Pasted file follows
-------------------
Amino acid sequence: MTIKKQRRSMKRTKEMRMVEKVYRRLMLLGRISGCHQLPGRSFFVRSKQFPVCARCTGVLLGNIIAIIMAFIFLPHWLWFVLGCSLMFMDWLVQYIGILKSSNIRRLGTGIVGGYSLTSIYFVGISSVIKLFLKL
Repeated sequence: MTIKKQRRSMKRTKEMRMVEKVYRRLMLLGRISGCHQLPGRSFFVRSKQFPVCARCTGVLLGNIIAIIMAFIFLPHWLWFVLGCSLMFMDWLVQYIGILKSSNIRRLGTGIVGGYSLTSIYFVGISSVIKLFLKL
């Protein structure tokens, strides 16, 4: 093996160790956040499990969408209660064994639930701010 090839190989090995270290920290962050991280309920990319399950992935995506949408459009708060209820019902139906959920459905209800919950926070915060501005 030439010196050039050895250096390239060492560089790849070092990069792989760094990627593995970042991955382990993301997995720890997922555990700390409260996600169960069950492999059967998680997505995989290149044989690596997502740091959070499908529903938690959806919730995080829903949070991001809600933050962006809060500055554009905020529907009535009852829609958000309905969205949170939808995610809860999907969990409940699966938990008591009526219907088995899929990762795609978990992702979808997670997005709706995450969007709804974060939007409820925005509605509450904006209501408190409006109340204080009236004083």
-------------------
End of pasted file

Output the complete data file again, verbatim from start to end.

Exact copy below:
Amino acid sequence: MTIKKQRRSMKRTKEMRMVEKVYRRLMLLGRISGCHQLPGRSFFVRSKQFPVCARCTGVLLGNIIAIIMAFIFLPHWLWFVLGCSLMFMDWLVQYIGILKSSNIRRLGTGIVGGYSLTSIYFVGISSVIKLFLKL
Repeated sequence: MTIKKQRRSMKRTKEMRMVEKVYRRLMLLGRISGCHQLPGRSFFVRSKQFPVCARCTGVLLGNIIAIIMAFIFLPHWLWFVLGCSLMFMDWLVQYIGILKSSNIRRLGTGIVGGYSLTSIYFVGISSVIKLFLKL
């Protein structure tokens, strides 16, 4: 093996160790956040499990969408209660064994639930701010 090839190989090995270290920290962050991280309920990319399950992935995506949408459009708060209820019902139906959920459905209800919950926070915060501005 030439010196050039050895250096390239060492560089790849070092990069792989760094990627593995970042991955382990993301997995720890997922555990700390409260996600169960069950492999059967998680997505995989290149044989690596997502740091959070499908529903938690959806919730995080829903949070991001809600933050962006809060500055554009905020529907009535009852829609958000309905969205949170939808995610809860999907969990409940699966938990008591009526219907088995899929990762795609978990992702979808997670997005709706995450969007709804974060939007409820925005509605509450904006209501408190409006109340204080009236004083």